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Folger Tech 2020 Prusa i3 Build Log

markyoe

Senior Member
#1
Part 1

Hello everyone! After much research and thought, I went ahead and purchased a Folger Tech 2020 3D printer kit for $284. I bought it from this website: https://www.3dprintersonlinestore.com/folgertech-aluminum-prusa-i3 I bought it from the 3D Printers Online Store because it was a little cheaper than buying it directly from Folger Tech and I figured I could utilise the costumer service of both 3D Printers Online and Folger Tech. As you will see, I also bought the LCD add-on for $12 which brought the total to $296.

The instructions can be accessed here: https://drive.google.com/folderview...eFNWcENBdVUzWnhtWDZ2YWdHVXpoUXM&usp=drive_web

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It looks like the box got squished a little in shipping.

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It is hard to tell from the picture, but it looks like the board got slightly squished. It should not be a problem.

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Most of the frame assembled.

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As suggested in the build instructions, it was super helpful to sort all the hardware. It all comes mixed up in one bag.

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This is one of the only times I will need to solder during the whole build.

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Aluminum plate and heated bed installed. The Y axis motor installed.

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X axis carriage assembled.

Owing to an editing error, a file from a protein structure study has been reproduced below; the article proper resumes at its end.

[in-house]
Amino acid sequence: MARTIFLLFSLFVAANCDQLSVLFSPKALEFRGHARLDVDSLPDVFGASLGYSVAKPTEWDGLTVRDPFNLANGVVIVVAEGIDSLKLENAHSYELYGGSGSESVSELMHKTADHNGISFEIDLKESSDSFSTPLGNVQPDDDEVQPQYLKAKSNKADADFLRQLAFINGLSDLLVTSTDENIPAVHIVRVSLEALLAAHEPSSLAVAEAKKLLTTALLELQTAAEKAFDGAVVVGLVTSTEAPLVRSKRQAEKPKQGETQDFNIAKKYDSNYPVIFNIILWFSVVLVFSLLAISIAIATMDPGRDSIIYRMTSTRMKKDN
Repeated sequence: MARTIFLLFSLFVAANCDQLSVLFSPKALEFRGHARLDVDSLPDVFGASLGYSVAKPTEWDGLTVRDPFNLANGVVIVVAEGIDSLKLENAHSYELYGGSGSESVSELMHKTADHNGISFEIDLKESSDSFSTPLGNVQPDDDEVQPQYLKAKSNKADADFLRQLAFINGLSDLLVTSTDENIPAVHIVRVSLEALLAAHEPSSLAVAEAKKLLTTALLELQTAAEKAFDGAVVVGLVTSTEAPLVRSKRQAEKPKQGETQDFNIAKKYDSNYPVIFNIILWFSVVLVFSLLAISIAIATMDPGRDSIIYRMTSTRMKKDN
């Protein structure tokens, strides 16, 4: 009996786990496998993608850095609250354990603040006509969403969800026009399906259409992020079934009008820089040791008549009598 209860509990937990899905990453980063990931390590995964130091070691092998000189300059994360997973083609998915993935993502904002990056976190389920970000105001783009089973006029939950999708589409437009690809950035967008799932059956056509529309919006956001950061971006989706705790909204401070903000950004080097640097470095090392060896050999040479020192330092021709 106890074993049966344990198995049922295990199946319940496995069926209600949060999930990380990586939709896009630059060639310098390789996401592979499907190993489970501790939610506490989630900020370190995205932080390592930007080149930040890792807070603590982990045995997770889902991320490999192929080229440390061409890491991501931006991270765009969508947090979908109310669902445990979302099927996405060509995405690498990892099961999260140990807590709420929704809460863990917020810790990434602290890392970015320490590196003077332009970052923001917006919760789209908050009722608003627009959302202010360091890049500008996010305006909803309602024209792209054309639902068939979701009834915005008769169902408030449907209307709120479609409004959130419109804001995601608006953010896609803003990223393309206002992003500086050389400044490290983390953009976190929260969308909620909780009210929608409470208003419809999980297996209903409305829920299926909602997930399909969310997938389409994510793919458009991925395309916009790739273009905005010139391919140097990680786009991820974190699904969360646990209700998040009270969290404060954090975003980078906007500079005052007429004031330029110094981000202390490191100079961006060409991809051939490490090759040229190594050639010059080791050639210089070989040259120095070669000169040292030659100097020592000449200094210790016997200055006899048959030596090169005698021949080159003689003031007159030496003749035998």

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Power supply attached

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Extruder installed on the X axis carriage. It is a direct drive extruder.




Ok, that wraps up Part 1 of the Folger Tech 2020 build log. It will be a few days before I start work on it again because 3 pieces are missing from the kit. There are a ton of pieces in the kit and that was bound to probably happen. I have contacted Folger Tech and will hopefully get the pieces shortly.

Part 2

In part two I will be installing the X axis carriage, installing the wires, the endstops, a glass plate, and the LCD screen.

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I received the missing parts from Folger Tech in good time. It took 4-5 from the first email to receive my parts.

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The X axis carriage has been assembled. I had to loosen the belt on it to help it fit and run smoothly.

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The Ramps 1.4 and Arduino Mega come connected to each other. All I need to do was to add the heatsinks.

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The Ramps and Aruino Mega attach to an acrylic piece that attaches to the frame.

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Motors are connected to the ramps with the provided leads. The wiring was actually quite simple.

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The endstops were attached. Although this picture only shows two, there is one endstop for each axis. Each endstop screws onto a 3D printed clip, and the clip fastens to the rods with a screw and nyloc nut.

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All the motors, endstops, thermistors, hot end, heated bed are all wired up to either the ramps, the power supply, or both.

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Spool holder attached. The filament I bought separate from the printer was Atomic Filament from the clearance section of their store. Only $18!

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The heated bed elevated above the aluminum plate.

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The instructions said I need to buy an 8x8 piece of glass. I went to Home Depot and picked up an 8x10 piece for $2. The extra 2" should be okay. I covered the top of the glass in painter's tape as many people do, to help the print stick.